Album Review- Townes Van Zandt’s “Sky Blue”

This story has been updated.

Here in the age of information, when the access to music is infinite, and every bit of recorded material from artists past and present is right at your very fingertips at any given moment, releases of old archived scratch material from an artist who’s been dead over twenty years rarely raises a blip on your country music radar. That’s unless that deceased entertainer happens to be the one and only Townes Van Zandt—the man many offer up when queried for the names of the greatest songwriters to ever live, and in any genre. A new release from Townes means your ears are perked, the release date is circled on the calendar, and you salivate in suspense.

Sky Blue is a rare collection of 11 unreleased songs from Townes Van Zandt that were recorded 46 years ago in a session with journalist, musician, and close Townes Van Zandt friend, Bill Hedgepeth. Recorded in Hedgepeth’s home studio in Atlanta, GA, it finds Townes working out compositions such as “Rex’s Blues” and “Pancho and Lefty” that would go on to define his career. The 1973 recordings also include two unheard songs called “All I Need,” and the “Sky Blue” title track, giving this release some gravitas beyond new renditions of old favorites.

Many dedicated students of Townes Van Zandt will tell you that his greatest element was in the raw. No offense to his studio recordings, which have plenty of charm and magical moments themselves. But like the difference between a Grateful Dead live album and one made in the sterile studio environment, Townes Van Zandt sparkles unaccompanied, on a stool, singing straight from his soul, lathered in the heartbreak that his songs were covered in. This is what has made his release Live At The Old Quarter one of his most cherished collections, and what makes Sky Blue worth seeking out, beyond the two new songs.

Instead of the rough-hewn nature of the recordings hindering the experience, it enhances them. The guitar signal is decently degraded in some spots, but the voice signal from Townes is quite strong, conveying the thick emotion that hangs on his words, even when he wasn’t singing for anyone but himself, as he was in these sessions. The point of these songs was to be a work tape for Townes. It just happens to be that with his tragic poet mistique, they carry a weight few other composers could impart to primitive recordings.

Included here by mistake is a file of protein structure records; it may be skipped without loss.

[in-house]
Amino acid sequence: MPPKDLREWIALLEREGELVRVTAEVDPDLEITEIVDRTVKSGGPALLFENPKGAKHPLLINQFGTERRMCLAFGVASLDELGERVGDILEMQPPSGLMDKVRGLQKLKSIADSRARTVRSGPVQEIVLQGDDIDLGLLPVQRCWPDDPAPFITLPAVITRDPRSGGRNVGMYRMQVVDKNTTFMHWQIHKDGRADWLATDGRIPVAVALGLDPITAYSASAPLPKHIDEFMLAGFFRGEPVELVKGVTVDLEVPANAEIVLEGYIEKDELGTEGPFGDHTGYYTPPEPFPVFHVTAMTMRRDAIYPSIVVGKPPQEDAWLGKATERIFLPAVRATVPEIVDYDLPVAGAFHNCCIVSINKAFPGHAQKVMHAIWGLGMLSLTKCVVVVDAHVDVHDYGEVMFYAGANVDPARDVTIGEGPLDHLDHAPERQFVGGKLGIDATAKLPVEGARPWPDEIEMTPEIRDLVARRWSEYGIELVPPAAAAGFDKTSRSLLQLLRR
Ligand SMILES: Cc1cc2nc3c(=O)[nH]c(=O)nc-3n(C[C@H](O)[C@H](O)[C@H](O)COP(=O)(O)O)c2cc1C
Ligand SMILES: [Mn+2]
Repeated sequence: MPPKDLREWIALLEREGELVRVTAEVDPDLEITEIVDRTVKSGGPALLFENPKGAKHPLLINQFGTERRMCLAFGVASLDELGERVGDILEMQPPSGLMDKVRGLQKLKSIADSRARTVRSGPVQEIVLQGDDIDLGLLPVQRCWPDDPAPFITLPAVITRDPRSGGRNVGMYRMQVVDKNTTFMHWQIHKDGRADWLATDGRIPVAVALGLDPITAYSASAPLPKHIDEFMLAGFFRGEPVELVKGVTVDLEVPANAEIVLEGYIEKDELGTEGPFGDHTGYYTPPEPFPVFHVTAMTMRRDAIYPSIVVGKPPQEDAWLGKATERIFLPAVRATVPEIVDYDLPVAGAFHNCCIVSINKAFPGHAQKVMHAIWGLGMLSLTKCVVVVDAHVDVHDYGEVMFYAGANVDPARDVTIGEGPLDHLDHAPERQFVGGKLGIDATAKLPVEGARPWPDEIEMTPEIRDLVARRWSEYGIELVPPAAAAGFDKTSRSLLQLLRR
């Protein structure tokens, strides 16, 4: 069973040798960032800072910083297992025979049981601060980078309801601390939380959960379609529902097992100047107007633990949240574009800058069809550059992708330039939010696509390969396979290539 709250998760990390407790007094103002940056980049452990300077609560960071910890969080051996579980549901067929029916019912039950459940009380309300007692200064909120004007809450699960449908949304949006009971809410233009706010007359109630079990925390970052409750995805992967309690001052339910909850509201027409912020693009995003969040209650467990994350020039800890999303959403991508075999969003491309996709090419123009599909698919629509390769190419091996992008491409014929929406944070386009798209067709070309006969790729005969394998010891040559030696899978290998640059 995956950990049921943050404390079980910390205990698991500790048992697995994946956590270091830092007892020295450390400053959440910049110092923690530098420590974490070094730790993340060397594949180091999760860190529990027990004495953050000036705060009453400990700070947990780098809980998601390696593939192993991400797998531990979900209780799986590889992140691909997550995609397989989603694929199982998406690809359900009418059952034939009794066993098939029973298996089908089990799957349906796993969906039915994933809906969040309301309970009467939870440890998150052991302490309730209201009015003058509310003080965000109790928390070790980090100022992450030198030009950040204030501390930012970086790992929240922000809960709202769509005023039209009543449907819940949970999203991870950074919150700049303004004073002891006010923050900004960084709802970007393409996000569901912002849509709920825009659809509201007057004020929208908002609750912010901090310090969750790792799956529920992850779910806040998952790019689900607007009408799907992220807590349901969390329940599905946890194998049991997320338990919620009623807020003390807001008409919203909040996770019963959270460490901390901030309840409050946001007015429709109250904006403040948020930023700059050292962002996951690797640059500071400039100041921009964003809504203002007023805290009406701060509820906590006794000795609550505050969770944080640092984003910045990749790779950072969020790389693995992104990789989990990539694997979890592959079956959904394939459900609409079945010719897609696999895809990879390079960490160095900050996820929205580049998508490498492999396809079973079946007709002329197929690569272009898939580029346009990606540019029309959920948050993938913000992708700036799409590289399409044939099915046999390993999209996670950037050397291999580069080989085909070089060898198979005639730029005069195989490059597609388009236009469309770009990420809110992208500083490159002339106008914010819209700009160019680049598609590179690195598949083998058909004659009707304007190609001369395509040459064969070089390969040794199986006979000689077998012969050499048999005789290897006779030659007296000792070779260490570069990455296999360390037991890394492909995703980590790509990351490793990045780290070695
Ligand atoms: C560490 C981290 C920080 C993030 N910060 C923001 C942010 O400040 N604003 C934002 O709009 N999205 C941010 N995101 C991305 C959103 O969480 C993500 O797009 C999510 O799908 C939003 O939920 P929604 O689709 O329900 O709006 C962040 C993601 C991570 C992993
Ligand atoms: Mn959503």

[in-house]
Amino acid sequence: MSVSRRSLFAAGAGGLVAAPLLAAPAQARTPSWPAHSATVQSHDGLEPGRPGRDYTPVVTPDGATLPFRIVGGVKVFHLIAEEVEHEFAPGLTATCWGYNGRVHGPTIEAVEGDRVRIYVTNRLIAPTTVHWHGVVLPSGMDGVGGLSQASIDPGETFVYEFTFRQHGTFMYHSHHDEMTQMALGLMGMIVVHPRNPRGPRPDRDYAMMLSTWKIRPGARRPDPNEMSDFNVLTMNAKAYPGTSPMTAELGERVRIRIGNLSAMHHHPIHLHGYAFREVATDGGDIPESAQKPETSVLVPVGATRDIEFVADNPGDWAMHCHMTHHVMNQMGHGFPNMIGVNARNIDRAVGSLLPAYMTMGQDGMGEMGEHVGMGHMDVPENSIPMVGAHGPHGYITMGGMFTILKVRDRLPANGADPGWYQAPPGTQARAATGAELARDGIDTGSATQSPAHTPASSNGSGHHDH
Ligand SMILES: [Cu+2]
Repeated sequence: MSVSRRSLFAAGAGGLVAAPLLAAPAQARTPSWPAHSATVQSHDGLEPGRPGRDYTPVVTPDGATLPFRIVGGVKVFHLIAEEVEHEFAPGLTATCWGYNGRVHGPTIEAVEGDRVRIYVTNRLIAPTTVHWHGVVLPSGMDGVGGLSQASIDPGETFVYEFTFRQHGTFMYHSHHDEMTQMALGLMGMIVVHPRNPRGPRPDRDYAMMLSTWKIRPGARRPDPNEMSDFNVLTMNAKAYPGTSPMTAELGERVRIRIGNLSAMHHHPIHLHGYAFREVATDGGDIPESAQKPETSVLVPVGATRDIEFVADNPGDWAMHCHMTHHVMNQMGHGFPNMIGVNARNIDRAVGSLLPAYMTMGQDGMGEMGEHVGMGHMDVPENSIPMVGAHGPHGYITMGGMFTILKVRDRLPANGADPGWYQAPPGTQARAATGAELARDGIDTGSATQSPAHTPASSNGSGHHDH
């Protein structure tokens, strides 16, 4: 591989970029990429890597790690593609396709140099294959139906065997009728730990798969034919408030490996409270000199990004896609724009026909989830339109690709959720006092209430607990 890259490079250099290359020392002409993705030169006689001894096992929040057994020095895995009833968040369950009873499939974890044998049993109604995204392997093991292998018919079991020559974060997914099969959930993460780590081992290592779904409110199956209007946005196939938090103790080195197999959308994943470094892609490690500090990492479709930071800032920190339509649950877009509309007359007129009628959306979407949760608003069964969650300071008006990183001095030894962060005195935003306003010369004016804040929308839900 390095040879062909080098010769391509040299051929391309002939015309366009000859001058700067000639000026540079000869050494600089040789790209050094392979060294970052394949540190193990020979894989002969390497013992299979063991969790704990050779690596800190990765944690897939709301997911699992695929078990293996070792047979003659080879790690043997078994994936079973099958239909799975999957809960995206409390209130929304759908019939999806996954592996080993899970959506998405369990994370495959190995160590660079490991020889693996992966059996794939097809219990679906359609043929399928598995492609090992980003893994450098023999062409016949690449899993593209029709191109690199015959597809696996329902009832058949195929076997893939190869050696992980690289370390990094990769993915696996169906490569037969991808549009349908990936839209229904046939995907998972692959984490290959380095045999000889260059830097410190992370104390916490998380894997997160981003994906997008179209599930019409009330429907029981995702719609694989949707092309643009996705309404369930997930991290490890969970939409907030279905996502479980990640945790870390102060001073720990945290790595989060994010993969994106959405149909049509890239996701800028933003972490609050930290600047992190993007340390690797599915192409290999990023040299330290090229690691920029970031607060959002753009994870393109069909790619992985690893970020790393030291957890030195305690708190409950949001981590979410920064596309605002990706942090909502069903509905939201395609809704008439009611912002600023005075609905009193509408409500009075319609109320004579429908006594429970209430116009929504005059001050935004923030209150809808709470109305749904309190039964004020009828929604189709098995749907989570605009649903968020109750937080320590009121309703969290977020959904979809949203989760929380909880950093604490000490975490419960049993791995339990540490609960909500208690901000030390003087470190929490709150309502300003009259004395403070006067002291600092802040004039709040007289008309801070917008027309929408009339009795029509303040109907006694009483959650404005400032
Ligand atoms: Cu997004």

As part of the collection are also a few notable cover songs, including the East Tennessee murder ballad “Hills of Roane County” popularized by Tony Rice, the old bluegrass song “Blue Ridge Mountain Blues,” as well as Tom Paxton’s “Last Thing On My Mind,” and “Forever, For Always, For Certain” by Richard Dobson, popularized by Guy Clark. It’s not fair to judge this record on production or originality because that was never the point of it. And it’s true that if you’ve worn out your favorite Townes records over the years, this new collection won’t satiate you like a brand new studio long player, while your ears may find more favor with other more familiar versions of some of these songs.

But there are also certain idiosyncratic elements present to make Sky Blue‘s specific versions of country and Townes Van Zandt classics hold their own value. Maybe while listening you hear the same verse differently for the first time. Listening to the Sky Blue version of “Pancho & Lefty,” it’s hard to not focus on how much the enveloping guitar melody is what makes that song so iconic beyond the enigmatic words.

Sky Blue is not for everyone, and may be ripe for cherry picking for others as opposed to a straight through listen. But you will struggle to find another recording that captures Townes in his most intimate and unguarded element than this album.


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Purcahse Sky Blue from Fat Possum

Purchase Sky Blue from Amazon

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